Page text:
2012 ERA Moxie Awards Honors “Best” Infomercials

Once again, the Electronic Retailing Association (ERA) held its annual ceremony to hand out the Moxie Awards honoring the “best” infomercials of the year. You can see a list of all this year’s nominees and award winners at this page.

In a break with tradition (2011, 2010, 2009, 2008, 2007, 2006) I will not go over the nominees and winners. I will, however, make the observation that Proactiv Solution won four more awards this year, bringing its lifetime total of Moxie Awards to 97 quazillion. It’s true that Proactiv was not able to win its gazillionth award in the coveted “Best Long Form Infomercial” and “Best Short Form Infomercial” categories this year, but the folks at Guthy-Renker should be proud to have Proactiv nominated in both these categories for the fifty-seventh bajillionth time in a row.

So that you don’t have to watch the whole boring thing for yourself, here are a few highlights of this year’s gala awards ceremony held that the Wynn hotel in Las Vegas:

* The thing started out with a music video set to Carly Rae Jepsen’s “Call Me Maybe.” This music video is so cringe-inducingly awful that you will swear it was created by Michael Scott from The Office. [@01:18]

* Because Jack LaLanne isn’t around for them to give awards to anymore, Jay Kordich received the “Best Male Presenter” trophy. It will surprise no one that during his acceptance speech Kordich went off on a tangent about the health benefits of fresh juice, spoke over his allotted time, kept talking over the music, and needed to be pulled off the stage by his wife. [@1:15:58]

* Those of you who have the hots for Mimi Umidon (and you know who you are) will be happy to hear that she was a presenter at this year’s awards. She wore an evening gown and made a lame joke about the Magic Bullet. [@1:12:28]

* Montel Williams was awarded a “DR Icon Award” because his “personal brand and extraordinary talent have re-shaped direct response marketing.” And Montel did indeed deserve it.

In the 1980s, early TV infomercials tried hard to fool people into thinking they were watching a real talk show or news program. This caused much outrage among consumer protection advocates, and there was talk that Congress or the FCC would move to strictly regulate or even ban infomercials from the airwaves. In response the infomercial industry did two things: 1) They formed the National Infomercial Marketing Association (NIMA), which was later renamed the Electronic Retailing Association (ERA) 2) They made less of an effort to trick viewers into thinking infomercials weren’t advertisements.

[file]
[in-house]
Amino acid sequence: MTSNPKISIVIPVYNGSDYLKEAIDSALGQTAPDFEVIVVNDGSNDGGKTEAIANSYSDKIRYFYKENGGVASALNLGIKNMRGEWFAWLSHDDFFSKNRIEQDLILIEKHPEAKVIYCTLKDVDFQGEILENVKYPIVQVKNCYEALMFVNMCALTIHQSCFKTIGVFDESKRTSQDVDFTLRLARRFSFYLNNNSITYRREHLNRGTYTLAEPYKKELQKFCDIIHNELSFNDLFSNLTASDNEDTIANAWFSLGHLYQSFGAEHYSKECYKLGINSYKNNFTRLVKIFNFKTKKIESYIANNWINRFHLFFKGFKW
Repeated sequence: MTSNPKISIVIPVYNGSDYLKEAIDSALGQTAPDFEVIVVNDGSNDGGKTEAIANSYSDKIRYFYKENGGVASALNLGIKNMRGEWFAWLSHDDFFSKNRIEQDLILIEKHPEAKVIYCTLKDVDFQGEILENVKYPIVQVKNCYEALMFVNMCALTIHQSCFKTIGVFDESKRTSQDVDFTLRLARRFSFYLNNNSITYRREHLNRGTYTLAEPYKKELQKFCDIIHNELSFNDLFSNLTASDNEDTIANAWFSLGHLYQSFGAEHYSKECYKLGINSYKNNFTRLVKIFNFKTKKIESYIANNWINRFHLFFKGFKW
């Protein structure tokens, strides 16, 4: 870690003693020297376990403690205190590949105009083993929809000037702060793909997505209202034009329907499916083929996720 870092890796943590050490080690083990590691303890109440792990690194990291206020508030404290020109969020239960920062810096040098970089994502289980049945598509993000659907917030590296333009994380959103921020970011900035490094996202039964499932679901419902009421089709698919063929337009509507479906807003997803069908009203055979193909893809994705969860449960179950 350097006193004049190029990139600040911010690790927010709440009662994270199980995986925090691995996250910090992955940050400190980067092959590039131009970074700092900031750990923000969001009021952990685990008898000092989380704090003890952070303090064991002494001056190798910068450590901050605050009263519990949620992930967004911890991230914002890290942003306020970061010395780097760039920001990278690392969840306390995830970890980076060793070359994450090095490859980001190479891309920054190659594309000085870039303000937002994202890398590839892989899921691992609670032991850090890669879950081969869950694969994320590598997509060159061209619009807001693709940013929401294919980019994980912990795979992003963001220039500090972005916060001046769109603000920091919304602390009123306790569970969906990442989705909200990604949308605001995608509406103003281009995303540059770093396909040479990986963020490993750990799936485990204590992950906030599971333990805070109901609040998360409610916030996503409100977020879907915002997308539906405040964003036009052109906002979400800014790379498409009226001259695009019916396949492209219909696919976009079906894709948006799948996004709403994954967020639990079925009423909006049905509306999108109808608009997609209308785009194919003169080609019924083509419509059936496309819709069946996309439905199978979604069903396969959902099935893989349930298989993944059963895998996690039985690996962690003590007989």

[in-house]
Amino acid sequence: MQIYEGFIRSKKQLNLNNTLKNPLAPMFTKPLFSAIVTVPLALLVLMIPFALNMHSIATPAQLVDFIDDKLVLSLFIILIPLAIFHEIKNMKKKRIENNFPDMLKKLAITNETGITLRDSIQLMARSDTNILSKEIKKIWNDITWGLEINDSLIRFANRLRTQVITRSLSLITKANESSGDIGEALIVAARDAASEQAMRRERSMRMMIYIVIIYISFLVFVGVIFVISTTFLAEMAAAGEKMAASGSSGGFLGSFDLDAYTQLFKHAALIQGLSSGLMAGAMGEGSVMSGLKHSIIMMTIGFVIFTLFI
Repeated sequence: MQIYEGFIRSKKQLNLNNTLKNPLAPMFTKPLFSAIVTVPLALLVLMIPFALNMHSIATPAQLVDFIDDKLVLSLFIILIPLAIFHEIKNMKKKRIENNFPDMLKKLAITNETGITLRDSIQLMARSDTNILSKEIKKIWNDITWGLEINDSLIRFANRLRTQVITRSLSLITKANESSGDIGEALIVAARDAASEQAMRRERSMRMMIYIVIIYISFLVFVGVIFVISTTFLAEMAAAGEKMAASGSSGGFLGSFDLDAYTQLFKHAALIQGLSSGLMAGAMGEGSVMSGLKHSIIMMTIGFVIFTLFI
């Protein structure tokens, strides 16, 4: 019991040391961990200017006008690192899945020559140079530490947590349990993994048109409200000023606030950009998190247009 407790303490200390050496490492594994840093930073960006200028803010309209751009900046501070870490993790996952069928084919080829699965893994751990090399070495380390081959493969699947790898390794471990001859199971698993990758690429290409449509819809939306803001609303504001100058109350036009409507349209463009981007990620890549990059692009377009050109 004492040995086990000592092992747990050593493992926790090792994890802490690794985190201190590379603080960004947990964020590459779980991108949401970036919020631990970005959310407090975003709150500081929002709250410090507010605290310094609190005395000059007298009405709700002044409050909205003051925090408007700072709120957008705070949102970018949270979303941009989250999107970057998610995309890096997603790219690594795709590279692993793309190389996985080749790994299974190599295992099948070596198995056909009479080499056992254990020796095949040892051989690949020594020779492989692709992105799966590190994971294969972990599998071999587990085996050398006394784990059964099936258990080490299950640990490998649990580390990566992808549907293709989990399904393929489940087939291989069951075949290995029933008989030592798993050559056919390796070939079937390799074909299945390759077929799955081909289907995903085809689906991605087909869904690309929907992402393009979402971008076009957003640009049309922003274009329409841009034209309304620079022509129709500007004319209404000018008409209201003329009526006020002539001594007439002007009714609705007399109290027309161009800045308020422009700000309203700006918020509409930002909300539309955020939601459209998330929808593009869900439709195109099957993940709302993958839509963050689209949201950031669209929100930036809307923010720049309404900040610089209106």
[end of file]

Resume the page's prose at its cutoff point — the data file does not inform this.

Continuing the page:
Now, years later, Montel Williams has brought the infomercial industry full circle. Because he started making infomercials after a 17-year career as a prominent talk show host, Montel has taken that old idea—to fool infomercial viewers into thinking they are watching a legitimate, unbiased talk show—to a whole new level. Or, as it was described at the ceremony, “combining the proven success of direct response with the emotion of daytime talk and the uniquely personal connection millions have made with Montel.” Well done, Montel! [@1:28:53]

* One of the presenters at the award ceremony was a man named Elliott Segal, the Vice President of Production for Guthy-Renker Japan. Last year his co-presenter, Forbes Riley, forced him to feel her up. This year his co-presenter was some woman named Tracy Metro who made frequent references to her breasts and said, “This is my virgin time at the Moxies, so Elliott, you are popping my cherry.” Maybe the guy uses pheromones. [@1:45:43]

If you are really masochistic, you may watch the whole two hour and twenty minute ceremony for yourself:

Just don’t say you weren’t warned!

I, unfortunately, felt bound by conscience to boycott the Moxie Awards ceremony yet again—this year in protest that the Squatty Potty infomercial was not even nominated in any category! It’s an outrage I tell you, an outrage!!


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